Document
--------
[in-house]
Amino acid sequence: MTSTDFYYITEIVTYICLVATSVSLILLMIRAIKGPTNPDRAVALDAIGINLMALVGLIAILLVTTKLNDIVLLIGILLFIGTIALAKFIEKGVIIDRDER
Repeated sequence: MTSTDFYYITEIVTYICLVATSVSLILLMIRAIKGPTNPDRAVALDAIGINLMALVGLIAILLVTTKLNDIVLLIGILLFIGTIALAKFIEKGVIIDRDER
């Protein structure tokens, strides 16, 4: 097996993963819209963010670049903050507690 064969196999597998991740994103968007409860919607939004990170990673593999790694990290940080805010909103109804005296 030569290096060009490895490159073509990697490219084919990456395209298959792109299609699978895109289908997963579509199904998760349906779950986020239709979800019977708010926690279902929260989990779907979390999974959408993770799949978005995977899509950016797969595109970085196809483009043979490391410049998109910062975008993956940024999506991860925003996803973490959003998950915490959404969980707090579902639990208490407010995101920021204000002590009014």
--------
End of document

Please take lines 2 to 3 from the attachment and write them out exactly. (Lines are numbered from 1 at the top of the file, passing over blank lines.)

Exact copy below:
Amino acid sequence: MTSTDFYYITEIVTYICLVATSVSLILLMIRAIKGPTNPDRAVALDAIGINLMALVGLIAILLVTTKLNDIVLLIGILLFIGTIALAKFIEKGVIIDRDER
Repeated sequence: MTSTDFYYITEIVTYICLVATSVSLILLMIRAIKGPTNPDRAVALDAIGINLMALVGLIAILLVTTKLNDIVLLIGILLFIGTIALAKFIEKGVIIDRDER